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A Cambridge state representative introduced a bill to the legislature last week that will limit state contracts with companies doing business in or with South Africa or Namibia.
The bill, one of the key components of the 1987 legislative package of State Rep. Saundra Graham (D-Cambridge), will set guidelines for state contracts with companies linked to South Africa or Namibia.
While Massachusetts has already divested several state pension funds of South African linked investments, the Bay State government still contracts with several companies doing business in southern Africa.
"We must heighten the process of divestment, on the local level that means no trade," Graham said, explaining the reasoning behind the bill.
"The measures that Congress has passed to deal with divestment are not strong enough," Graham said, adding that her bill will encourage companies to leave South Africa and Namibia.
The proposed bill will set up an "apartheid list" of companies that are doing a large amount of business with South Africa, such as IBM, the Burroughs Corp., Control Data Corp., and Texaco, said Robert D. Slate '83, a legislative aide to Graham.
The state's Office of Federal Relations estimates that the total dollar value of state purchases in fiscal year 1985 from businesses with South African links is close to $50 million.
"The bill will give an incentive and bonus to those companies that are not working with South Africa and will hurt those companies doing business with them," said Slate.
"The state's Secretary of Administration and Finance will be responsible for maintaining the "apartheid list" and regulating the bids for state contracts.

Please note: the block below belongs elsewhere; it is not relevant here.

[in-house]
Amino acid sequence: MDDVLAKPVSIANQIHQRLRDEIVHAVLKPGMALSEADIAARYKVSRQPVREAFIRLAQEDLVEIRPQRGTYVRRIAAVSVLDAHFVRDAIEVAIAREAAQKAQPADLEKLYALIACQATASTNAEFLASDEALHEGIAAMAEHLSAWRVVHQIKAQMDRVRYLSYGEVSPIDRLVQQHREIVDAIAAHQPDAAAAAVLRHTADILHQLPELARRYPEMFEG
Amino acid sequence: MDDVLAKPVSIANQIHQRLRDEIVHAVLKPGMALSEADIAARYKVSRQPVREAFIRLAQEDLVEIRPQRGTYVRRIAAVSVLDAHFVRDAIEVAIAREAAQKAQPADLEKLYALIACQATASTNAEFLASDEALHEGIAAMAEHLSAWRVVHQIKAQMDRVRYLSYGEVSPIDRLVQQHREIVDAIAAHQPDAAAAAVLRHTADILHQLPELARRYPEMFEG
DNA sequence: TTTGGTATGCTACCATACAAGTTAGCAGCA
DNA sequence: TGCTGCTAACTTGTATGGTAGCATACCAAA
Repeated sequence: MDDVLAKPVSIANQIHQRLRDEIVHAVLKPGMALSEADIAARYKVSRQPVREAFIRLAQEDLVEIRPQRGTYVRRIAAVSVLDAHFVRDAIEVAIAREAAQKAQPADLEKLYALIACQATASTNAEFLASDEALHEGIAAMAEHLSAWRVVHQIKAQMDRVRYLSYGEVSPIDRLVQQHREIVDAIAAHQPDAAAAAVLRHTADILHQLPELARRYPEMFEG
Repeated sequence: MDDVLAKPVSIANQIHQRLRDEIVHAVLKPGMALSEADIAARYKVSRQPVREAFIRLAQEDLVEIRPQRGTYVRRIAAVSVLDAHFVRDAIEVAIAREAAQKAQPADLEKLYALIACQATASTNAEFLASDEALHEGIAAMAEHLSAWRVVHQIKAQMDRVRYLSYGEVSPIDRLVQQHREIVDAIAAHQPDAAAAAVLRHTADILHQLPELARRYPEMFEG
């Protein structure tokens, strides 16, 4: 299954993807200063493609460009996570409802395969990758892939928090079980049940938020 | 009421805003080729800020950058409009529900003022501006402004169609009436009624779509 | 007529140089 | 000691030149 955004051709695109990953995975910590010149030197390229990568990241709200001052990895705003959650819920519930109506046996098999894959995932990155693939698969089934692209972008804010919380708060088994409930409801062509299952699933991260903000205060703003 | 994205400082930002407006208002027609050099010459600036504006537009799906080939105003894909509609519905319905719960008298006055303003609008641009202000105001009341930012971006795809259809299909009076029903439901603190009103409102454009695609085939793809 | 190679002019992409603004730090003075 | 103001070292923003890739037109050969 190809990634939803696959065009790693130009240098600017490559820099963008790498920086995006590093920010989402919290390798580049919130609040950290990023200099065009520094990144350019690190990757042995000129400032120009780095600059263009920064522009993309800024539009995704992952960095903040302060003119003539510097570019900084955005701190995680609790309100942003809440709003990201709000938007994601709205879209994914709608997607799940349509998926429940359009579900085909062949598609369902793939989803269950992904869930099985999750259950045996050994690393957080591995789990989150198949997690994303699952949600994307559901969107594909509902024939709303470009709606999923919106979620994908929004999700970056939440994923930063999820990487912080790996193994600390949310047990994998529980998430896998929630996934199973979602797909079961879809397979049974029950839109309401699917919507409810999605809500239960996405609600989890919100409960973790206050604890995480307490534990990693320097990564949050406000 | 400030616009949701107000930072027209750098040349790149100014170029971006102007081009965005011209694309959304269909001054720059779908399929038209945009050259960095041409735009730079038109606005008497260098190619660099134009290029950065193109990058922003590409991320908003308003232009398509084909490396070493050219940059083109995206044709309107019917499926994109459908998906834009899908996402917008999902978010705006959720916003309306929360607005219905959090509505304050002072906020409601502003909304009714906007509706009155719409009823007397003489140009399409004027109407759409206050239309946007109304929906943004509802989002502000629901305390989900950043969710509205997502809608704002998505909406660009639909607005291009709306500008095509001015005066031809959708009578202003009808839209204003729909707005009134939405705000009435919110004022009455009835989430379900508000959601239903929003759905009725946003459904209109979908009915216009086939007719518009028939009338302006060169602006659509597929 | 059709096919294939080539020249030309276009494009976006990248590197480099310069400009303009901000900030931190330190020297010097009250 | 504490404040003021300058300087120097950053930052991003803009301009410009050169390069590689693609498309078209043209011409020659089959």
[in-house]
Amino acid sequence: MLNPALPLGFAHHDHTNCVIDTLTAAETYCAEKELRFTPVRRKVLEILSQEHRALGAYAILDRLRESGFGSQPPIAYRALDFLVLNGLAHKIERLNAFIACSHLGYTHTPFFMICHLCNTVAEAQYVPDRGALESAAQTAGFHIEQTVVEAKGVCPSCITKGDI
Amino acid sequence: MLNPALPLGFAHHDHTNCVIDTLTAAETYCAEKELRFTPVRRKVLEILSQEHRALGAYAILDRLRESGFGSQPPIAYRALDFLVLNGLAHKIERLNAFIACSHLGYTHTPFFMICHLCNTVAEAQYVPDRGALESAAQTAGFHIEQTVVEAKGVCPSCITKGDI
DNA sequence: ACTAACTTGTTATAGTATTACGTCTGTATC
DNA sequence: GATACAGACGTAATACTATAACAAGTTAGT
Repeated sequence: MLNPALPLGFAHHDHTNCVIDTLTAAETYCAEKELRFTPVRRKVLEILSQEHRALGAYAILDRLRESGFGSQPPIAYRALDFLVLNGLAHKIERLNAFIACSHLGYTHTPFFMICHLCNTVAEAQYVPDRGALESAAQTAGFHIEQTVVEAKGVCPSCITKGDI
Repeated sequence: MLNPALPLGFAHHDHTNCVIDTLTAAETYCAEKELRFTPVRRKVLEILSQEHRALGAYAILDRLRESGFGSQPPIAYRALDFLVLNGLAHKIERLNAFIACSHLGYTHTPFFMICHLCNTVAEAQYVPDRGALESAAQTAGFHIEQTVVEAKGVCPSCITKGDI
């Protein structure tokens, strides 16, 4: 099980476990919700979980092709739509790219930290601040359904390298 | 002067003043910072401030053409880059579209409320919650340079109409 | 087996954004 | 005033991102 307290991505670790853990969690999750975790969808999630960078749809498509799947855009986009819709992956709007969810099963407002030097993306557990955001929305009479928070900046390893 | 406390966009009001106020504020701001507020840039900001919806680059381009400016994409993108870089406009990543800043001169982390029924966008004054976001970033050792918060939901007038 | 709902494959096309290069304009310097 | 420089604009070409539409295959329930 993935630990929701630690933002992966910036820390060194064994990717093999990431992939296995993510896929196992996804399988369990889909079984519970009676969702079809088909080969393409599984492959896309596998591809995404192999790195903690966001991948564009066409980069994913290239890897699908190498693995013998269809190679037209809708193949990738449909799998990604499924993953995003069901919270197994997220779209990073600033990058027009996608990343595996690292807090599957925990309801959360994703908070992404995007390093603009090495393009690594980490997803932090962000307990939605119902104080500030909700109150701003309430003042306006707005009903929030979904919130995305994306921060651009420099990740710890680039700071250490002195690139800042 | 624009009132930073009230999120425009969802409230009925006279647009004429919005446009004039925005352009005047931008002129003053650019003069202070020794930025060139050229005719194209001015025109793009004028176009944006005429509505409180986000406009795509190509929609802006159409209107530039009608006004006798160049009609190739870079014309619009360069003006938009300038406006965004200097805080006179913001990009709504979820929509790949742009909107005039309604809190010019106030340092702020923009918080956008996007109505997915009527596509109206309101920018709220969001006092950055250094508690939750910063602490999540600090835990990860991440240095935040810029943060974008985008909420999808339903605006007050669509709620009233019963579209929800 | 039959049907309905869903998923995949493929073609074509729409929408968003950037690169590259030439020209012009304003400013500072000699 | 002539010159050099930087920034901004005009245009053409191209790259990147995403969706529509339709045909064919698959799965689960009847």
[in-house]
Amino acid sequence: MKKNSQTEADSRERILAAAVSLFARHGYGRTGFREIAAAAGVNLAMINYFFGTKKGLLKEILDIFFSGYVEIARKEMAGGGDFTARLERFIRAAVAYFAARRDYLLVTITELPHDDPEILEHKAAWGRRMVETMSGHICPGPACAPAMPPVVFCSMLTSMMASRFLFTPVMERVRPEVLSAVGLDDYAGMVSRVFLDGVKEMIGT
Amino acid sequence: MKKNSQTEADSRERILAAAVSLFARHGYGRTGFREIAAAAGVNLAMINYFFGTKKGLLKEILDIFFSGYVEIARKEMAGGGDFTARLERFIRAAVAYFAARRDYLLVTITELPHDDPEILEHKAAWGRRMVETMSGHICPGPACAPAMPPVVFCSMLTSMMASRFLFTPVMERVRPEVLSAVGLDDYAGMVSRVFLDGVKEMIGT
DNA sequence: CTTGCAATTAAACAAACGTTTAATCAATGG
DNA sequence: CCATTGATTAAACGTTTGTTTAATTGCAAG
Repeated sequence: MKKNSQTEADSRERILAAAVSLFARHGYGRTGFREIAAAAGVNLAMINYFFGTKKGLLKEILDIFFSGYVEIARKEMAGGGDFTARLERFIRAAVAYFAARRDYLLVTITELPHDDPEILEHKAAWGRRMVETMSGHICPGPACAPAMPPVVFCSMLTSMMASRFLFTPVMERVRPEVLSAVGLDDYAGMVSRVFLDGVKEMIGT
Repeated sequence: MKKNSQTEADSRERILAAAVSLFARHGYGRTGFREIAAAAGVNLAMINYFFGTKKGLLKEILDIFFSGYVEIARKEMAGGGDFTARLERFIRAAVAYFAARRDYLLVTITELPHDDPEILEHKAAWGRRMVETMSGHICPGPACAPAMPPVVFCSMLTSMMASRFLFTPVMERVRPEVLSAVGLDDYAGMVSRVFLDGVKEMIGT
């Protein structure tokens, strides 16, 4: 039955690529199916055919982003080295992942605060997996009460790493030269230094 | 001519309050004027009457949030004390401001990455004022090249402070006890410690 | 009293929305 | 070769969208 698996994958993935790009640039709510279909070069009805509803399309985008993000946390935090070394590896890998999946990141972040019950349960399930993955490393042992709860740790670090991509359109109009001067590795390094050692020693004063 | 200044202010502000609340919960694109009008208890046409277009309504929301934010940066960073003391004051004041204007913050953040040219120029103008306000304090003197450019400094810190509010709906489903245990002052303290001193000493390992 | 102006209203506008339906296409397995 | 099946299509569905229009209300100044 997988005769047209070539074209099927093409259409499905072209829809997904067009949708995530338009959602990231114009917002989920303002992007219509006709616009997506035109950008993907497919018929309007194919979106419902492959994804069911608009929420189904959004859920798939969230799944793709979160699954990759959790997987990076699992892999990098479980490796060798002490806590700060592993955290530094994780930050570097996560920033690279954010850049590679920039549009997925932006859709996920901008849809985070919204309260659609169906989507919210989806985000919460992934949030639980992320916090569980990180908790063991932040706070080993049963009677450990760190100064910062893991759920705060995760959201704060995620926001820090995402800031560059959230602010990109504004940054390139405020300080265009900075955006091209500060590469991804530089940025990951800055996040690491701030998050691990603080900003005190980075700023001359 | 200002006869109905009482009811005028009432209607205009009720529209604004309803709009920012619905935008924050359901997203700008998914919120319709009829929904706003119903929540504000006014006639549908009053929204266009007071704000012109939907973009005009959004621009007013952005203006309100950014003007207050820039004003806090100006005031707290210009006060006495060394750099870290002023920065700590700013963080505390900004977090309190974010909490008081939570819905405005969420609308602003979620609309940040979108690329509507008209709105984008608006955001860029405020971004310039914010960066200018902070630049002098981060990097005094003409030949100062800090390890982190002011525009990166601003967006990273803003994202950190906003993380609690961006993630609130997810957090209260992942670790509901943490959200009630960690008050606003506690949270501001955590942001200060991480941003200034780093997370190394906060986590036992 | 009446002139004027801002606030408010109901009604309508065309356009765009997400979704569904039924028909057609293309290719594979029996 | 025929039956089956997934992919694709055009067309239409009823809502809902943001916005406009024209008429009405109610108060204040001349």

The bill states that the only contracts to be accepted from companies on the "apartheid list" are those that the agency determines to be an essential purchase, or when the company is the only bidder for the contract, or if the bid is necessary to ensure a competitive bidding process. All other contracts will go to companies without ties to South Africa.
At present, the state gives its contracts to those companies who give the best cost, with some preference to Massachusetts based companies, Slate said.
Under the proposed legislation, when there arebidders who are on the "apartheid list," thecontract will go to that company only if there areno other bids within 10 percent of that bid.
"This bill is a good second step after the billthat was approved in 1984 to divest pension fundsfrom companies with activities with or in SouthAfrica," said Slate.
Graham said she first thought of this bill inKenya, where she talked with members of thatcountry's parliament about ways to fightapartheid.
This bill, said Graham, "is an educationaltool. We have to show people what the issue is allabout, and heighten the pressure on companies thathave not divested."
The bill is co-sponsored by 25 otherlegislators, and was drafted with the help ofSouthern Africa Support Coalition of Massachusetts(SASCOM), said Slate.
"This is a terrific bill," said Kathryn Kasch,a member of SASCOM. "It's the next logical stepagainst apartheid. This bill is all part of achain--it's not going to solve the problem byitself, but it is one of the few things we can doto express our views."
The Burroughs Corp. and Control Data Corp., twoof the companies on the "apartheid list," declinedto comment on the potential effects of the bill.
The bill will be referred to a legislativecommittee in March, said Slate.
Both Slate and Kasch said they were optimisticthat the bill will pass the legislature
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